Scott Tibbs
Hoosier Review
July 19th, 2004

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An Alternative Path to Protecting Marriage

The Federal Marriage Amendment failed to garner the 60 votes it needed to advance, with only 48 Senators voting in favor. The Senate is much more evenly divided than the American people, 60% of whom support the amendment.

Critics of the FMA argue that Republicans at the national level are taking marriage policy away from the states with the Federal Marriage Amendment. But the FMA still has to be ratified by the states in order to become part of the Constitution. Rather than a vote for states' rights, the vote against the FMA left the decision in the hands of the U.S. Senate instead of with the states.

However, I am not thrilled with the idea of defining marriage at the federal level. The defeat of the FMA now leaves conservatives with an opportunity to rethink the FMA and pursue an alternate course to preserving marriage as a union between one man and one woman. The Defense of Marriage Act passed by a wide margin in 1996 and was signed into law by disgraced ex-President Clinton with a simple premise: states will not be forced to recognize same-sex "marriages" performed in other states. DOMA falls under the authority given to Congress under the Constitution, but activist judges may apply their own "interpretation" of the Constitution and strike DOMA down.

Instead of an amendment that would prohibit homosexual "marriage" all together, Congress should consider codifying the DOMA into the Constitution and making sure states retain the power to set their own marriage laws. This would embrace the principle of federalism and, given DOMA's popularity, would stand a better chance of passing the Senate.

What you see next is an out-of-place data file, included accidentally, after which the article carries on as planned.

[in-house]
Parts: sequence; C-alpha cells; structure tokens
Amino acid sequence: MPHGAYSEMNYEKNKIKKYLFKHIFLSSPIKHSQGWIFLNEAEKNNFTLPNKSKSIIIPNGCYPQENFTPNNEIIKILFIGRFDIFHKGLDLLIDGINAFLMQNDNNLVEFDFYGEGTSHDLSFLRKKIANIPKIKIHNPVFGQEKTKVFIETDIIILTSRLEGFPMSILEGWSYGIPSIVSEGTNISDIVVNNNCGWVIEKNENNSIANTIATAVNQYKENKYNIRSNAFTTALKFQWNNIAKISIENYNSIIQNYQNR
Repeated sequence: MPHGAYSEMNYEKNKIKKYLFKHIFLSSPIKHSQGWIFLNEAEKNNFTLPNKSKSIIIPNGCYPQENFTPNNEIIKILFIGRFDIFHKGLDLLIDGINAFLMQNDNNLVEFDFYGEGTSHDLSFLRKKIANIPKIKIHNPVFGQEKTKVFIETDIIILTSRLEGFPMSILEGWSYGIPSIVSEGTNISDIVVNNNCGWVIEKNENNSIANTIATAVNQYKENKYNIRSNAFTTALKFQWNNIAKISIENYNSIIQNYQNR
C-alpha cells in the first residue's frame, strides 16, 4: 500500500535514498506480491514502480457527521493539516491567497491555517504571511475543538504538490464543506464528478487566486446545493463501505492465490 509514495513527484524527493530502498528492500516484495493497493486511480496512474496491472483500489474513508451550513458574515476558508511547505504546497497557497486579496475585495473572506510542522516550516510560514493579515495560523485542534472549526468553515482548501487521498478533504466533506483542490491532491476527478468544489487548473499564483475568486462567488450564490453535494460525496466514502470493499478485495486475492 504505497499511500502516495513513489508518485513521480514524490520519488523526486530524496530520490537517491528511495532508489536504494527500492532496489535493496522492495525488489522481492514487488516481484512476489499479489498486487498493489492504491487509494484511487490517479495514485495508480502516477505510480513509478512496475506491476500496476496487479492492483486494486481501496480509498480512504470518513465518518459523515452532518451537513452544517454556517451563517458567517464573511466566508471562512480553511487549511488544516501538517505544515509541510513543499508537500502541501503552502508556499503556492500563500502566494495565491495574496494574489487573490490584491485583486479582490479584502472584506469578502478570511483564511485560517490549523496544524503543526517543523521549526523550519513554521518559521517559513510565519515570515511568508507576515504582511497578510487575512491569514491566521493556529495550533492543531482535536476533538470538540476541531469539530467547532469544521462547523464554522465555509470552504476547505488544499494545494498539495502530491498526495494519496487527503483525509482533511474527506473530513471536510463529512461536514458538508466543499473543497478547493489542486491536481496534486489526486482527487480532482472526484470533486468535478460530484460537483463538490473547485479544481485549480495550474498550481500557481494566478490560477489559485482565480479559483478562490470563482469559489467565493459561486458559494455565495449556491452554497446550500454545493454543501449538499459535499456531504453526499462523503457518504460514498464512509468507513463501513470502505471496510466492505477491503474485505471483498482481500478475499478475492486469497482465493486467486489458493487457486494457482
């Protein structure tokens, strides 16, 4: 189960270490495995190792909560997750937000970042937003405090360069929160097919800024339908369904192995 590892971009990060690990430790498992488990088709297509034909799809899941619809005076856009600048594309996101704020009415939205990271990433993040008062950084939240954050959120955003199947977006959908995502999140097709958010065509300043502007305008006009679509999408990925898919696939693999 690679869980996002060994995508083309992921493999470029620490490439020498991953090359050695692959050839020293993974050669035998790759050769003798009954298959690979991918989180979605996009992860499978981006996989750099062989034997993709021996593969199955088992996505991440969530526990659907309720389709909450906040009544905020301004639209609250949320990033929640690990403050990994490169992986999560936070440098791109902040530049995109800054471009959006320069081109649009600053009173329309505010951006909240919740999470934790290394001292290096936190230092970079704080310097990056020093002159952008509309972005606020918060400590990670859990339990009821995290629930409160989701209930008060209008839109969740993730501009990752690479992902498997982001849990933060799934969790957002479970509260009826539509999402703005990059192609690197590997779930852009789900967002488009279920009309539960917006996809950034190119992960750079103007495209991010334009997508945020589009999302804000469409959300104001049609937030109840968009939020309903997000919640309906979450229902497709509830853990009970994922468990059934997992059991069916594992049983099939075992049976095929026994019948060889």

This vote illustrates the inconsistency of Democratic Presidential nominee John Kerry, who profess to oppose homosexual "marriage" but not a constitutional amendment forbidding it. Kerry and others who give lip-service to opposing homosexual "marriage" know that as the matter winds its way through the court system, it becomes more likely that the courts will declare it a constitutional right for homosexuals to get "married". Conservatives should continue to call Kerry out on this.

Allowing the courts to force homosexual "marriage" on the states would hasten the decline of marriage as an institution. Marriage's traditional role as a child-bearing institution would be diminished and respect for marriage will decline. Democrats, including Kerry, argue that this is not an issue that is essential, but protecting marriage from another attack on it is at the core of America's health as a nation. Without strong marriages and families, America cannot hope to remain strong as a country.

However, Conservatives should not place too much faith in this amendment in protecting marriage. The problem America faces with regard to the declining state of marriage is cultural, not governmental. A look at the illegitimacy rate and the number of unwed couples "cohabitating" reveals that the institution of marriage is under attack and will remain so even if the FMA were passed and ratified by the time you finish reading this. Keeping marriage as an institution between one man and one woman is important, but it is only one facet of the need to strengthen marriage.

Republicans are concerned at appearing "intolerant" if they are too aggressive in supporting the FMA. This is something Christians should take note of as well. While not backing down from the Bible's clear condemnation of homosexuality, Christians need to be careful to reach out to homosexuals with the Gospel's good news, not simply condemn their sin. Jesus urged us to consider the "beam" in our own eyes as opposed to the speck in our neighbor's eyes to keep us humble. This does not mean that we are to not speak the truth of God's Word, but that we must do so in humility and love, not in a self-righteous manner that places ourselves above others.